Horseradish whips are the thin pieces of roots that grow off the main root.  You will likely never see whips being sold in a grocery store, which is quite a shame as they are very usable product!  In fact, I prefer them because I can use a small portion at a time if I want to, but also because they don’t need to be peeled.  Horseradish is a bold, pungent vegetable, so you do need to take care when working with it.  The powerful plant compounds in horseradish that give it its peppery flavor have the ability to attack cancer cells and boost our immune systems, but they also can sting your eyes as you’re working with it!  Thus, the less you have to handle it, the better.  To get the most value out of horseradish, you do want to capture its pungency.  To do this you need to either incorporate it into recipes, dishes, etc. in its fresh form, or you can make what is called “prepared horseradish.”  To make prepared horseradish you simply need to grate or finely chop the horseradish.  You can do this by hand if you like, but when you are using the whips I think it is easiest to just chop them into 1-inch pieces and blend them in a blender or food processor.  Once the horseradish is finely chopped you can put it in a jar and fill the jar with vinegar to fully cover the horseradish.  The vinegar helps to stabilize the compounds which will otherwise volatilize into the air and your horseradish will lose its flavor.  You can store prepared horseradish in the refrigerator for quite awhile and just use it in small quantities as you need it.  Horseradish is a great accompaniment for roasted meat, especially beef.  It also goes well with a lot of vegetables including beets, potatoes and sunchokes.  We like to grate fresh horseradish into our soup bowls before we fill them with hot soup.  The flavor of the horseradish will infuse into the soup and the flavor is excellent as its at its peak.  This is a good technique to use when serving hearty beef or vegetable stews, split pea soup or other hearty bean soups.  In its raw form, it will store for quite awhile in the refrigerator, so don’t feel like you need to use it all within the next week or two.  It will store for a month or more.

Now on to sunchokes.  Sunchokes are an indigenous vegetable to North America and one that the native peoples that inhabited our lands before us included in their diets.  Sunchokes are also called Jerusalem artichokes, earth apples and sunroots.  They have a nutty flavor and may be eaten raw or cooked.  When people ask me what you do with a sunchoke my answer is always “You can do anything with a sunchoke that you can do with a potato, plus you can eat it raw!”  Sunchokes have a higher moisture content than most potatoes, which gives them a crunchy, juicy texture more similar to a water chestnut or jicama when eaten raw.  They are excellent when roasted as they get crispy on the outside and are fluffy on the inside.  They are also delicious incorporated into soups, stews and pan-fried.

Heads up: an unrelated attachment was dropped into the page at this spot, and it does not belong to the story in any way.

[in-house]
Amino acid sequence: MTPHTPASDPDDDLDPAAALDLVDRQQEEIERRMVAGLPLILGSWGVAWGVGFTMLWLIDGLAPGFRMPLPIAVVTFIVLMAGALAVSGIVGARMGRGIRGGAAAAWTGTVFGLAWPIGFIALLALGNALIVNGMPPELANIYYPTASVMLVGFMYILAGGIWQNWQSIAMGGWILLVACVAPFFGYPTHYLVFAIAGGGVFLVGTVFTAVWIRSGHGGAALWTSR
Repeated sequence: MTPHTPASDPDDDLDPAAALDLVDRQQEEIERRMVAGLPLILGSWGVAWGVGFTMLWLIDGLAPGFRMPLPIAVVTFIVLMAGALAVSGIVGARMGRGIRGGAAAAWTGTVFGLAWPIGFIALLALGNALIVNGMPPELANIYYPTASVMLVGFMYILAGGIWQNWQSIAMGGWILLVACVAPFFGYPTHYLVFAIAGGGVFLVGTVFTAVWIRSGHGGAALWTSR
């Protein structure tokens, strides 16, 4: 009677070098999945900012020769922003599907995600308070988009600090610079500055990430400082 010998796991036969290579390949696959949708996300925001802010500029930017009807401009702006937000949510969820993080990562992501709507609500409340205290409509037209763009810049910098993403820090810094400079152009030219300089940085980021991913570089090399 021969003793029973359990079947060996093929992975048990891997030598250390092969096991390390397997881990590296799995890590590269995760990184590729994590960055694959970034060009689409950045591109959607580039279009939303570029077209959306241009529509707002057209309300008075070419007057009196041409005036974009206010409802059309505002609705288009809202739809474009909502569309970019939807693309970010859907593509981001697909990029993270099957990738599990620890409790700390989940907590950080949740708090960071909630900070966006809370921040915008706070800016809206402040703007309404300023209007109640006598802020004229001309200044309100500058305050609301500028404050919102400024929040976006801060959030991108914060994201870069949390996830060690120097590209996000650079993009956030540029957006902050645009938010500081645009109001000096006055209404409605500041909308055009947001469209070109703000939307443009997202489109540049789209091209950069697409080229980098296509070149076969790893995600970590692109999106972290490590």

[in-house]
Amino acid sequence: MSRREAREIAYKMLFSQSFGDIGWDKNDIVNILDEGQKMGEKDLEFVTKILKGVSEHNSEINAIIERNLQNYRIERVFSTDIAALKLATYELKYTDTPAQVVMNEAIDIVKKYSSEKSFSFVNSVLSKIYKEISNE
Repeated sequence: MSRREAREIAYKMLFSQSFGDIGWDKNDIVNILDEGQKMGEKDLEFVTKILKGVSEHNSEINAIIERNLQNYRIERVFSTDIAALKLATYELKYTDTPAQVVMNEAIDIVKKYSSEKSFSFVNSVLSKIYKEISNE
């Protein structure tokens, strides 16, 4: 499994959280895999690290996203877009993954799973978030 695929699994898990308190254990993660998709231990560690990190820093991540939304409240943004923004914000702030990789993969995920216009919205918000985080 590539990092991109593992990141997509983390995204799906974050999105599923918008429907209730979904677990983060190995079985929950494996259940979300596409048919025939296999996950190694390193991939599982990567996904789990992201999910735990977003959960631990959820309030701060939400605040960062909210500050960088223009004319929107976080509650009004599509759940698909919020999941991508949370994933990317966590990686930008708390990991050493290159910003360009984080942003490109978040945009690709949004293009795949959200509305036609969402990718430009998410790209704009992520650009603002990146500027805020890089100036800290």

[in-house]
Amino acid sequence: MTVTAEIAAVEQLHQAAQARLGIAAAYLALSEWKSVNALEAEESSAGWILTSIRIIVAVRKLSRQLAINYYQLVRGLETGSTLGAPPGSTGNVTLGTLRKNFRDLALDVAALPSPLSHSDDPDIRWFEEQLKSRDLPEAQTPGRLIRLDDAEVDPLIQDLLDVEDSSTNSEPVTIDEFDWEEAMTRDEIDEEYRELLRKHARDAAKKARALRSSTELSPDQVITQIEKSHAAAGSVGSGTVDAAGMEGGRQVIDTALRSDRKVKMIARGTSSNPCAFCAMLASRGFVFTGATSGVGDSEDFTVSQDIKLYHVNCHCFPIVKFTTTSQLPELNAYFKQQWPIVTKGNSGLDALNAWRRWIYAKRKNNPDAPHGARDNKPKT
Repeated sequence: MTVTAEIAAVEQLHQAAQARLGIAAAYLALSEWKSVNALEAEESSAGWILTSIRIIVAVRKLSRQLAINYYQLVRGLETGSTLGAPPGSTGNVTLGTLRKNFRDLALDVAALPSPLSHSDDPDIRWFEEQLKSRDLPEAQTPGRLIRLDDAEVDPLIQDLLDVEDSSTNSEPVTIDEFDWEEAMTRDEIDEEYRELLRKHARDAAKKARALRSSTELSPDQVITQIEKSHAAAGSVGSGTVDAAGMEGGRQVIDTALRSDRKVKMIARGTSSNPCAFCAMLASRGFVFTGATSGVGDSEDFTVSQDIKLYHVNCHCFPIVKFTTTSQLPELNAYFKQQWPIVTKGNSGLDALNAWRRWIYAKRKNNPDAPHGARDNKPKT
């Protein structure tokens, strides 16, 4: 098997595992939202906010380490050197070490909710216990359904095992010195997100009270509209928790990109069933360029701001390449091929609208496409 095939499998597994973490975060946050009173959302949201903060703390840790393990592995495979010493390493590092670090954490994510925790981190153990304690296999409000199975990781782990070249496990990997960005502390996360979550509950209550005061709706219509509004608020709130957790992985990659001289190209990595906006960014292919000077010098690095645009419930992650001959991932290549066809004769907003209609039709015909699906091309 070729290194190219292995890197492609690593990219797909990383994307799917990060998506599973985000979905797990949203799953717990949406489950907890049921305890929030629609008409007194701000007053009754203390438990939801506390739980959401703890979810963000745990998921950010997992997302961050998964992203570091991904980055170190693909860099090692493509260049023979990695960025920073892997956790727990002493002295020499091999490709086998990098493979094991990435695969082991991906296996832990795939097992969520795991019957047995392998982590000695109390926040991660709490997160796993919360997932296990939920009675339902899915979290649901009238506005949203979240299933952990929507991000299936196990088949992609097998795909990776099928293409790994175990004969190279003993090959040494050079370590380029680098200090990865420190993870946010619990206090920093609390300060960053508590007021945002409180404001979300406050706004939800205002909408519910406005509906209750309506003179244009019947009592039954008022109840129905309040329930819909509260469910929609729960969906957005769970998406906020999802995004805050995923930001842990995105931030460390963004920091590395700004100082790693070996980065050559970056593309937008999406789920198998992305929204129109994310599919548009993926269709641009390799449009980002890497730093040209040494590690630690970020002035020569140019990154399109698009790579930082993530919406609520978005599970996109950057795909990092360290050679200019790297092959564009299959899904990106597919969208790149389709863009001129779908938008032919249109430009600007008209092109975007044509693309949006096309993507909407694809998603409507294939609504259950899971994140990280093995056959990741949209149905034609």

Sunchoke Field

Now, we do need to discuss one important piece of information about sunchokes.  They contain a non-digestible fiber called inulin.  Inulin is found in other fruits and vegetables including asparagus, onions and bananas, however sunchokes have higher amounts than other foods.  Inulin is an important prebiotic nutrient.  It is an important food source for beneficial probiotic bacteria in our bodies, specifically in our large intestines.  There are many benefits that stem from the synergistic effects of consuming prebiotics including improved nutrient absorption, enhanced immunity, better digestion and overall improved health and well-being.  Unfortunately, the good bacteria produce gas as a byproduct when they feed on the inulin.  As the host in which this is taking place, this means you may develop symptoms of gas and bloating when you eat them.  So, my suggestion is to eat them in moderation as your symptoms will likely be dose-dependent, although some people don’t have any symptoms!  If this is your first time trying them, just have a small portion and see what happens.  I personally only eat about a ¼ cup serving at a time and feel just fine.  When choosing how to use sunchokes, I like to use them along with other vegetables or in preparations where I’ll be eating them more as a condiment than as a main ingredient.  For example, if you are making sunchoke soup, use a small portion of sunchokes along with potatoes.  Several years ago I developed a recipe for Chile & Lime Sunchoke Salsa which is used as a condiment and eaten in smaller quantities.